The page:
FedScoop’s David Nyczepir and others covered a recent hearing in which House members expressed frustration that the General Services Administration (GSA) can’t punish agencies expected to miss the deadline to fully transition to the government’s Enterprise Infrastructure Solutions (EIS) contract. Agencies must fully transition services by September 30, 2022, with existing contracts expiring May 2023. These dates already represent an extension from the original GSA deadline — 2020.
During the hearing, the Government Accountability Office (GAO) unveiled a study on the EIS transition that found of 19 agencies reviewed, 11 didn’t plan to meet this deadline. Carol Harris, director of IT and cybersecurity at GAO, said during her testimony that the “vast majority” of agencies will miss out on potential cost savings for services on EIS.
Nyczepir pointed out that the new contract is on the same delay path as its predecessors. The transition to Networx, GSA’s last big telecommunications contract, was plagued with delays that resulted in $400 million in additional costs and lost savings. So, one must ask: Why is this happening yet again? And also, what, if anything, can be done to speed up the transition? Let me speculate on an answer to the first question and propose a solution for the second.
In the era before the creation of CIOs, there were directors of information resources management (IRM). Telecommunications was a major area of the responsibility of the Director of IRM and that office was often headed by a GS-15 or SES-level executive. The interagency telecommunications management committee was a high-powered group and attendees were usually either the departmental IRM directors or their deputies.
Today, telecommunications responsibilities are buried several levels down in the Office of the CIO. But even if the head of that area can gain top-level attention, CIOs themselves often don’t report at a high enough level, don’t participate in budget deliberations, and don’t have the clout to push through major changes. This in spite of heroic efforts by Congress to strengthen the roles and responsibilities of departmental CIOs. So they aren’t positioned to drive change, speed transitions to new technologies or business models, and so on, even when that might bring increased capabilities and/or cost savings.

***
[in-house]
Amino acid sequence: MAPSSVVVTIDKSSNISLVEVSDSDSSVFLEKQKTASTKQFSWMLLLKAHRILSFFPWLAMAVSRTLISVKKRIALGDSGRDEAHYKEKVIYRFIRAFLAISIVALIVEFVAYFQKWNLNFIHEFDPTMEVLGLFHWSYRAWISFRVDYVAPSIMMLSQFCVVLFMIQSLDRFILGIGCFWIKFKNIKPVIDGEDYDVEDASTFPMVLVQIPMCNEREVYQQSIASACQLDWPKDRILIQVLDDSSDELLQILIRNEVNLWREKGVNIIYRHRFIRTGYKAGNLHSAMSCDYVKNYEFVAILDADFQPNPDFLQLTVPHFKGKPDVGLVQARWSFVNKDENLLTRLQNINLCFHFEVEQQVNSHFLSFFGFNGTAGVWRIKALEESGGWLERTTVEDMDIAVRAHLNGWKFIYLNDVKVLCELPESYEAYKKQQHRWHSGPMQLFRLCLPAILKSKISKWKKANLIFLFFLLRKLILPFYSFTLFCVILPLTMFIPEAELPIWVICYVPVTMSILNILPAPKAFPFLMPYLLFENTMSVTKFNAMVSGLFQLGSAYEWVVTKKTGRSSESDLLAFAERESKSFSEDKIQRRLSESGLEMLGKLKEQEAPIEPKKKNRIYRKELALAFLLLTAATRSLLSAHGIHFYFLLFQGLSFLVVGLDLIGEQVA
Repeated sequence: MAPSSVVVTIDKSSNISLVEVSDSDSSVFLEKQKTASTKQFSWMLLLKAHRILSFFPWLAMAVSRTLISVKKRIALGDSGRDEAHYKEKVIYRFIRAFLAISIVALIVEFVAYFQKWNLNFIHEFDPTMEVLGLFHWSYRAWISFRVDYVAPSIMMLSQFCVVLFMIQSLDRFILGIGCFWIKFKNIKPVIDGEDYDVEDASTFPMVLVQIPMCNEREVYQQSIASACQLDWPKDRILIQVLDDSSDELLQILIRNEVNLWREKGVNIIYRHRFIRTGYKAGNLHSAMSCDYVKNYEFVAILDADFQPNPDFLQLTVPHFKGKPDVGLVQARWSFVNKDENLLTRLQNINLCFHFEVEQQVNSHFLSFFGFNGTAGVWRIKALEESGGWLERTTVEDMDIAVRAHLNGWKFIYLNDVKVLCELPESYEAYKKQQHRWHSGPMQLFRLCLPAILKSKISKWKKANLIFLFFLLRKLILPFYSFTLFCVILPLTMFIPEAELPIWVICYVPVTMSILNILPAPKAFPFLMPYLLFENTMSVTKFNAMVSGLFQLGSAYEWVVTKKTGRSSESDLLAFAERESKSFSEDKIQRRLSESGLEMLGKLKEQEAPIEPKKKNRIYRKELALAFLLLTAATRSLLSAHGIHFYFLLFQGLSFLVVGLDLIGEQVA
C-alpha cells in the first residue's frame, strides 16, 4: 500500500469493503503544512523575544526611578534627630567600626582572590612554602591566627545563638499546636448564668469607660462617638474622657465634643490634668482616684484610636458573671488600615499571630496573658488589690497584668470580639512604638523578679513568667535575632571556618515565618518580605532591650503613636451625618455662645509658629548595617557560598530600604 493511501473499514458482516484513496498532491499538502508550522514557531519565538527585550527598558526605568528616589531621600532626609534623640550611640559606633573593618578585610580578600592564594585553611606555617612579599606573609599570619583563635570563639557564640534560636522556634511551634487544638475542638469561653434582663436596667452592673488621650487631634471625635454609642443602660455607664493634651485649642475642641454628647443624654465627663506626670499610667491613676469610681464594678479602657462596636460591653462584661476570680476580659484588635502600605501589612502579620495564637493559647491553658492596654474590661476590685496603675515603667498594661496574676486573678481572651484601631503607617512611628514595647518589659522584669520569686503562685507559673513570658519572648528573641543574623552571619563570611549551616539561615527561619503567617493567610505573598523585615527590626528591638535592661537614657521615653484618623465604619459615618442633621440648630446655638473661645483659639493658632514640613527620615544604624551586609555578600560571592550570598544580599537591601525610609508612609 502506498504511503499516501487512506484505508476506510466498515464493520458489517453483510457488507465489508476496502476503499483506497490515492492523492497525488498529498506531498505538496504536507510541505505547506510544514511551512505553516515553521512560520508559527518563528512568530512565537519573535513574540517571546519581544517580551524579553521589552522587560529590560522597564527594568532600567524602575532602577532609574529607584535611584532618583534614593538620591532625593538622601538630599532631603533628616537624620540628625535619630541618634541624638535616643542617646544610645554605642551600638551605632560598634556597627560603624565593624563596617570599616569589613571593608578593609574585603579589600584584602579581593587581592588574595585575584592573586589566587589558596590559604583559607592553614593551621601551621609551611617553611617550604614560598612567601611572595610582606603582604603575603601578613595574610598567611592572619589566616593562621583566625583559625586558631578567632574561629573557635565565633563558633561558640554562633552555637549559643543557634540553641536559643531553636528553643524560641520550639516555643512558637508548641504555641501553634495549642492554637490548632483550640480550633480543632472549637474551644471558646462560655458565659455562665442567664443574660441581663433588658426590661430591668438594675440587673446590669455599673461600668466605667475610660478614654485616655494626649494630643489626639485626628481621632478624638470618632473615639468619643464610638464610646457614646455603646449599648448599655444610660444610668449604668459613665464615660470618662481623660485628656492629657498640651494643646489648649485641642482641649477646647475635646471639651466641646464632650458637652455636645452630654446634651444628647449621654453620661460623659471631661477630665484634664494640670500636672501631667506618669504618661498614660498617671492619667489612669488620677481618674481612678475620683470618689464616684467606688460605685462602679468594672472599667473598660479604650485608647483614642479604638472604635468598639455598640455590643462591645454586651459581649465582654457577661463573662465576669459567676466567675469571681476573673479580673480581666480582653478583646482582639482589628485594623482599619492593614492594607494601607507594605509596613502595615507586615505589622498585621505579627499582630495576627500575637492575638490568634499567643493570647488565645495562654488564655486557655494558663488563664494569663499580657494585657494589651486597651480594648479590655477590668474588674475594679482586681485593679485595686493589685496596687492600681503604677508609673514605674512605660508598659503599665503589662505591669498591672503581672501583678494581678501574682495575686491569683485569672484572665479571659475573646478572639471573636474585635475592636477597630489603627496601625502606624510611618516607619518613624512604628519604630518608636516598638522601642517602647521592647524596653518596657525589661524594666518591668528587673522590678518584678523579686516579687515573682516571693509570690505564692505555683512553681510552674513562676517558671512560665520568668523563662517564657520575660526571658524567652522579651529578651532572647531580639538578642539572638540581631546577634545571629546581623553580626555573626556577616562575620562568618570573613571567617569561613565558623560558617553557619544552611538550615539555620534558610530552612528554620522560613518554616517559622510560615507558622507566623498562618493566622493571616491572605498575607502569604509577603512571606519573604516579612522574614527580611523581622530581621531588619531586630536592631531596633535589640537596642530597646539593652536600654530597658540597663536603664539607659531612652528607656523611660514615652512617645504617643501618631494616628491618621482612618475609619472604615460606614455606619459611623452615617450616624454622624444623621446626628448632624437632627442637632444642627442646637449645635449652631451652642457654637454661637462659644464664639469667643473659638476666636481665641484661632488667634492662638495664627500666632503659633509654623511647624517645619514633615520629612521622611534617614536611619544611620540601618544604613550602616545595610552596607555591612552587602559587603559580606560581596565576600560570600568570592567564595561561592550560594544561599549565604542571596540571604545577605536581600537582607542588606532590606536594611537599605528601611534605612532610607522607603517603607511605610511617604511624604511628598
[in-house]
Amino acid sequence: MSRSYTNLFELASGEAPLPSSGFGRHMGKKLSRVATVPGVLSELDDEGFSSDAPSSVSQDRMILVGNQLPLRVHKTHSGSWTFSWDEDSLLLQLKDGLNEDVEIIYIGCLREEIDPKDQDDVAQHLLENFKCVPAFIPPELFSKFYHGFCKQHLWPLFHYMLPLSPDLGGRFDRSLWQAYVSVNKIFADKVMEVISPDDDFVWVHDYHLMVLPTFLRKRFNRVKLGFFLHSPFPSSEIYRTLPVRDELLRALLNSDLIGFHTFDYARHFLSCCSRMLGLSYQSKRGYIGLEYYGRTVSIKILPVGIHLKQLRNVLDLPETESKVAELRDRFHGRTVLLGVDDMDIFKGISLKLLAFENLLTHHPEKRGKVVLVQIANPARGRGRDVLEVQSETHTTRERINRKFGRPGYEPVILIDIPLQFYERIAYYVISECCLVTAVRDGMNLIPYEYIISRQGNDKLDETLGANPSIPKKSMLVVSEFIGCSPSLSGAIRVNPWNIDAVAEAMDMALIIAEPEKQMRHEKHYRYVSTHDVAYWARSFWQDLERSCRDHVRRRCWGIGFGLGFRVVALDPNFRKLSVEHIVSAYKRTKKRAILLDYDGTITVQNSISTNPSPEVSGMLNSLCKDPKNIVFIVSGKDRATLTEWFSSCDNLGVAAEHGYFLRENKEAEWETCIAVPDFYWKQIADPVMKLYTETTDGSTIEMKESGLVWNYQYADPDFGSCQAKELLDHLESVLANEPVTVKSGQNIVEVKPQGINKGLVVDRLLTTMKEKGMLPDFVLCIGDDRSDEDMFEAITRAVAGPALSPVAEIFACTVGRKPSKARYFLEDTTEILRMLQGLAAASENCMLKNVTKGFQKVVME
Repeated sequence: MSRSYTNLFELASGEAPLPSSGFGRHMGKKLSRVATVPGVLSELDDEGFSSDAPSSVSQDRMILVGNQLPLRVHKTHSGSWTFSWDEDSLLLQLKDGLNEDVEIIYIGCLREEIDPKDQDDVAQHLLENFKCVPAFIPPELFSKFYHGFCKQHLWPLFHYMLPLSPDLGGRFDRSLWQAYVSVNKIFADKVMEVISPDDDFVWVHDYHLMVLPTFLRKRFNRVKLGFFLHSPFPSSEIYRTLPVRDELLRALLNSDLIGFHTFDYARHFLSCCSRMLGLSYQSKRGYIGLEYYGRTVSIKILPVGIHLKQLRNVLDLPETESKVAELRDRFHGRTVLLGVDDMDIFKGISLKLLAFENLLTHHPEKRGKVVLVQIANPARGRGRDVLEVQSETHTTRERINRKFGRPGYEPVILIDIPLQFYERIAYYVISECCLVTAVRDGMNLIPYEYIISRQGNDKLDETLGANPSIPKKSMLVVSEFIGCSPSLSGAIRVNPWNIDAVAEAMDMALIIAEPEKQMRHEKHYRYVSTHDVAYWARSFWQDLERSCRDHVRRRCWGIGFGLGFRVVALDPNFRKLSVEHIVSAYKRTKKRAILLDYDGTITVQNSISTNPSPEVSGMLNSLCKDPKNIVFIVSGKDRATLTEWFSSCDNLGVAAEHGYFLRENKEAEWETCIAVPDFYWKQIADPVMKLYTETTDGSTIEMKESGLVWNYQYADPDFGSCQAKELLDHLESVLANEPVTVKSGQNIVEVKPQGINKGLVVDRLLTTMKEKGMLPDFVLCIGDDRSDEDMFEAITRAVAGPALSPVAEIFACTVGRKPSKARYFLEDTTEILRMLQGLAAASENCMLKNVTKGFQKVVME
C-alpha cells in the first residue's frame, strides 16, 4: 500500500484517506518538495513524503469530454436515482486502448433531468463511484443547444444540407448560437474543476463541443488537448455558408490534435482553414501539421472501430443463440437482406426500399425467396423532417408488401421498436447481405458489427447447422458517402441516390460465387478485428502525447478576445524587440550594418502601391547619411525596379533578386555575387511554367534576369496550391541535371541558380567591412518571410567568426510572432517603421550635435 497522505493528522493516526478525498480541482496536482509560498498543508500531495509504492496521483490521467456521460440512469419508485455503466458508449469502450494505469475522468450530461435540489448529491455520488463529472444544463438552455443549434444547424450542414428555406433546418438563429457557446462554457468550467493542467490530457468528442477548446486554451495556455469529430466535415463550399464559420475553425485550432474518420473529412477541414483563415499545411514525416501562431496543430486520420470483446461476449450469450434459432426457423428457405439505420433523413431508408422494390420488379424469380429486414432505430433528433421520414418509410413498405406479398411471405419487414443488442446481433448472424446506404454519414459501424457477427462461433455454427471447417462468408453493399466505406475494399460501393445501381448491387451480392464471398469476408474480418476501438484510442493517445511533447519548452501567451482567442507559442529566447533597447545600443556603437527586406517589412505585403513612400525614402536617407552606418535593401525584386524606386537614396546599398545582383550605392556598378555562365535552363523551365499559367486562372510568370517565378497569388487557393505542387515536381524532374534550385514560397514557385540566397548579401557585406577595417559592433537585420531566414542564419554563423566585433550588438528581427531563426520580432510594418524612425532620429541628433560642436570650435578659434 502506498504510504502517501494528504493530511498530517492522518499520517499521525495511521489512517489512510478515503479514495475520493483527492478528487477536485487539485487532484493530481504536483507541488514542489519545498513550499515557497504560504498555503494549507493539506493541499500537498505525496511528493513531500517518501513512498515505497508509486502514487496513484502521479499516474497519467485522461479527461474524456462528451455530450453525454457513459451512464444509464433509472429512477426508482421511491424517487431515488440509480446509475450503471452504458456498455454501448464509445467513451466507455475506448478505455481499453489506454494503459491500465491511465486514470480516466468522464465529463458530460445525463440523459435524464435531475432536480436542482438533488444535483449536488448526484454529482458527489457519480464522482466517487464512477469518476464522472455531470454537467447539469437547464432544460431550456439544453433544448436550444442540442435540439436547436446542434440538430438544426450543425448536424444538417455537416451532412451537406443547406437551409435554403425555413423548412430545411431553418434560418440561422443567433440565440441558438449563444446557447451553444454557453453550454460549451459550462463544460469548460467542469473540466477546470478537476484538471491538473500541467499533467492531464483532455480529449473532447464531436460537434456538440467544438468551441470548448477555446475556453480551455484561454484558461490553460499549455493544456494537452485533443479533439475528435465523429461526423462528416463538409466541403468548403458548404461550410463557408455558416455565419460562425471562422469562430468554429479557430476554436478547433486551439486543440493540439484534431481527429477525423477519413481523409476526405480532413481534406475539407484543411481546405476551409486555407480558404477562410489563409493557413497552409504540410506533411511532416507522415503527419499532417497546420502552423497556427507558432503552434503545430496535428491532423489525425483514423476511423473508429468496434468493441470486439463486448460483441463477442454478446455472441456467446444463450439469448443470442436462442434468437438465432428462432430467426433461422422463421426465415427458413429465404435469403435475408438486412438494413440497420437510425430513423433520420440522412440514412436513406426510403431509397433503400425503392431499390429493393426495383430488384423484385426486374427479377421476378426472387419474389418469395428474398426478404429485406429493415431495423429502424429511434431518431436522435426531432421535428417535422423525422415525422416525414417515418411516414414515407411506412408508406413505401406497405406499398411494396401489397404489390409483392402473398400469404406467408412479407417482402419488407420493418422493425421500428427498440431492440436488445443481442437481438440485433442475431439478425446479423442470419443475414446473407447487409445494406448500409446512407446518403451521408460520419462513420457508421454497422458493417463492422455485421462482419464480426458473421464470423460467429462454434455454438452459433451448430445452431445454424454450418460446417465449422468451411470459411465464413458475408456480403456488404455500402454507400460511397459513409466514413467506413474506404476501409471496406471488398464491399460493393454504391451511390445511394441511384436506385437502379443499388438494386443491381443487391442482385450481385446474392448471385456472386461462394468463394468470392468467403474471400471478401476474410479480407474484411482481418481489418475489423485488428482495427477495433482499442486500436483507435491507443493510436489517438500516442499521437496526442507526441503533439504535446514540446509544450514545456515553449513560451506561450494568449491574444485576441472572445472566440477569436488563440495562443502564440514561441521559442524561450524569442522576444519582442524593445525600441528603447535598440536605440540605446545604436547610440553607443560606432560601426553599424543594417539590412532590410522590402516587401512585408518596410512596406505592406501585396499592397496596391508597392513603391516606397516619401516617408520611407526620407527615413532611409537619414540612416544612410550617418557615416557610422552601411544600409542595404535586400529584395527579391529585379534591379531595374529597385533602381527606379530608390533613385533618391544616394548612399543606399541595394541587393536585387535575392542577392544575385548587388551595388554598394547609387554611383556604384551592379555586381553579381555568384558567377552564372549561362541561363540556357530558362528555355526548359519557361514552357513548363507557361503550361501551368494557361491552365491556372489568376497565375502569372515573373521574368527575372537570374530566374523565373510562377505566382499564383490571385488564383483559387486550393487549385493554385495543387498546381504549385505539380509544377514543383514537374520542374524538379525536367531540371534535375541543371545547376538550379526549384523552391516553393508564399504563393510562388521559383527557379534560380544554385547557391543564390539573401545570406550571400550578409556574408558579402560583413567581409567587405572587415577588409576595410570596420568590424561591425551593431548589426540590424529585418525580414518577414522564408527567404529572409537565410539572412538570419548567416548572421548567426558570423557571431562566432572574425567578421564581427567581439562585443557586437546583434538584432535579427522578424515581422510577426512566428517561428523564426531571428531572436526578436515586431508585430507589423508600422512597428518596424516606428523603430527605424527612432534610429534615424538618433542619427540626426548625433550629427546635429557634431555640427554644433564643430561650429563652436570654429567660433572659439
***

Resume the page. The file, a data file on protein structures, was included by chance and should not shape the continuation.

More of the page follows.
While that Sisyphus-like task of strengthening the role of CIOs continues, what can be done now? I was fortunate when I became the first CIO at the Department of Commerce. I was already serving as the head of the agency’s management and budget office. When we were assembling our secretary’s annual request to the White House’s Office of Management and Budget (OMB), we built in some “incentives” to transition to GSA’s new telecommunications contract. We looked at each agency’s existing telecommunications spend and what it would be under the new vehicle. In the departmental pass back to the agency head, we provided the latter. We indicated that they could choose not to transition immediately, but if that was what they decided, they would have to absorb the higher cost in both program and administrative accounts. Having access to the agency head, elevating it above those who might be wedded to the status quo, and making the choice a stark one involving real dollars (especially ones that might touch mission activities not merely ones that could be considered “overhead”) made a dramatic difference. And we were able to accelerate our transition.
Many of my actions in government were guided by the thinking of one of the greatest management minds of 20th century America. To paraphrase him here: “You can get much further with a good idea and a gun than you can get with a good idea alone.” Thanks for that insight, Al Capone. Perhaps GSA and OMB can use it in this year’s budget process.
Alan Balutis is a Distinguished Fellow and Senior Director, North American Public Sector, for Cisco Systems’ global strategy and consulting arm.